The Grand Army of the Republic
Progenitor of the Sons of Union Veterans of the Civil War
Founded in Decatur, Illinois on April 6, 1866, the Grand Army of the Republic (GAR) consisted of Union Veterans of the Civil War, joined together at first for camaraderie, and later for political power. By 1890 their membership had risen to nearly 410,000 veterans.
Membership was limited to honorably discharged veterans of the Union Army, Navy, Marine Corps, and Revenue Cutter Service who had served between April 12, 1861 and April 9, 1865.
The community level of the organization was called a "Post" and each was numbered consecutively within each Department (generally a particular state). Most Posts also had a name and the rules for naming Posts included the requirement that the honored person be deceased and that no two Posts within the same Department could have the same name. The National organization was run by the elected "Commandery-in-Chief."
The GAR founded soldiers' homes, and was active in relief work and pension legislation. Five members were elected President of the United States and, for a time, it was impossible to be nominated on the Republican ticket without the endorsement of the GAR voting block.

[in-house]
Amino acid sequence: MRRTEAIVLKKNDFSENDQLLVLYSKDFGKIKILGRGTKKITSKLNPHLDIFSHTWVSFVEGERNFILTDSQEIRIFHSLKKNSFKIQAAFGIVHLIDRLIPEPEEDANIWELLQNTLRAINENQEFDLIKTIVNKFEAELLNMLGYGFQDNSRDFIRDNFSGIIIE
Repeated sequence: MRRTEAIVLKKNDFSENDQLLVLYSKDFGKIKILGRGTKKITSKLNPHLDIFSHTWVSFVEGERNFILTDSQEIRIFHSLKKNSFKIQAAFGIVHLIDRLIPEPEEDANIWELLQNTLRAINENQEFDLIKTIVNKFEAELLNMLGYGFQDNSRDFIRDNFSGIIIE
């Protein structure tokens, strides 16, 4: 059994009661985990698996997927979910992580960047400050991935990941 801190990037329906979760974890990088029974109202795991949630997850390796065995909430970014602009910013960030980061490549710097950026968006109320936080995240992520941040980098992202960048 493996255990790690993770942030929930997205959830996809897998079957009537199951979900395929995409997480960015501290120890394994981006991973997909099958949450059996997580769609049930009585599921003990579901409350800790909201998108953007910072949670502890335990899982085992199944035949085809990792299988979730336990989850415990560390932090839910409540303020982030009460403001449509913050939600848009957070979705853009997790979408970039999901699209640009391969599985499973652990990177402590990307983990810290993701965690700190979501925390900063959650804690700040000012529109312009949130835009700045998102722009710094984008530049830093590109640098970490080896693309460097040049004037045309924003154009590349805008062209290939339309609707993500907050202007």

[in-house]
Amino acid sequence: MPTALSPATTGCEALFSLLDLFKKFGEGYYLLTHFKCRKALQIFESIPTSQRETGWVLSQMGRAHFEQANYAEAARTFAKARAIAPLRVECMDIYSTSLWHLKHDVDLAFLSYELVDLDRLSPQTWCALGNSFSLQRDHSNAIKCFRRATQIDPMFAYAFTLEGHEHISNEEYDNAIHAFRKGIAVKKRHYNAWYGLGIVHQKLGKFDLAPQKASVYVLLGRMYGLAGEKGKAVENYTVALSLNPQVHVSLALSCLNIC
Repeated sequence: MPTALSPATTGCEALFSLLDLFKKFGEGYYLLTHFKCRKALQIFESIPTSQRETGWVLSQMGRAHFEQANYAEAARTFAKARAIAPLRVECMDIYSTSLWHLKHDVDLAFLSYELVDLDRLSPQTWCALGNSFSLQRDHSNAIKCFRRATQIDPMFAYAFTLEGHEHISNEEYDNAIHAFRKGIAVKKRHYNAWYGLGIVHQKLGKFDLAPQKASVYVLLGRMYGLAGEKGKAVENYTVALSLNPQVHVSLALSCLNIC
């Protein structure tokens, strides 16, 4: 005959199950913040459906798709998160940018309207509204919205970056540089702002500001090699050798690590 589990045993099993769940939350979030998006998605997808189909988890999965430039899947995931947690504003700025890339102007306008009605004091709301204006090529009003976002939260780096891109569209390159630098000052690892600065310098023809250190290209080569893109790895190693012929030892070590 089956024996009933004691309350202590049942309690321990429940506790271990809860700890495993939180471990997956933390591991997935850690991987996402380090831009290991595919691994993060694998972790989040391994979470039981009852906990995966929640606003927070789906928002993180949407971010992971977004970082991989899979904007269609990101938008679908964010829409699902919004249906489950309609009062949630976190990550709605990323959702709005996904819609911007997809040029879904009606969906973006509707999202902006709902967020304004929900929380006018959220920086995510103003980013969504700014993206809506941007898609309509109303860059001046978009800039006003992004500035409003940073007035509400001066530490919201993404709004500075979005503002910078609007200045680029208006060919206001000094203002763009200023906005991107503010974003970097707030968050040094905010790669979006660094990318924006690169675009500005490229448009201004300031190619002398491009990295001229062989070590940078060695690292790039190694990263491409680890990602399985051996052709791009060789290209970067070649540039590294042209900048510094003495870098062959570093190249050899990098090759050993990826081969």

In 1868, Commander-in-Chief John A. Logan issued General Order No. 11 calling for all Departments and Posts to set aside the 30th of May as a day for remembering the sacrifices of fallen comrades, thereby beginning the celebration of Memorial Day.
The final meeting of the Grand Army of the Republic was held in Indianapolis, Indiana in 1949 and the last member, Albert Woolson, died in 1956 at the age of 109 years.
The GAR's Department of California and Nevada was organized on February 21, 1868. Eventually there were nearly 200 individual posts throughout the Department. While the last National Encampment was held in 1949, the Department of California and Nevada continued to hold their annual Department Encampments into the 1950s.
The last member of the Department, William Allen Magee of Company M, 12th Ohio Cavalry, died in Long Beach, California on January 23, 1953 at the age of 106 years.
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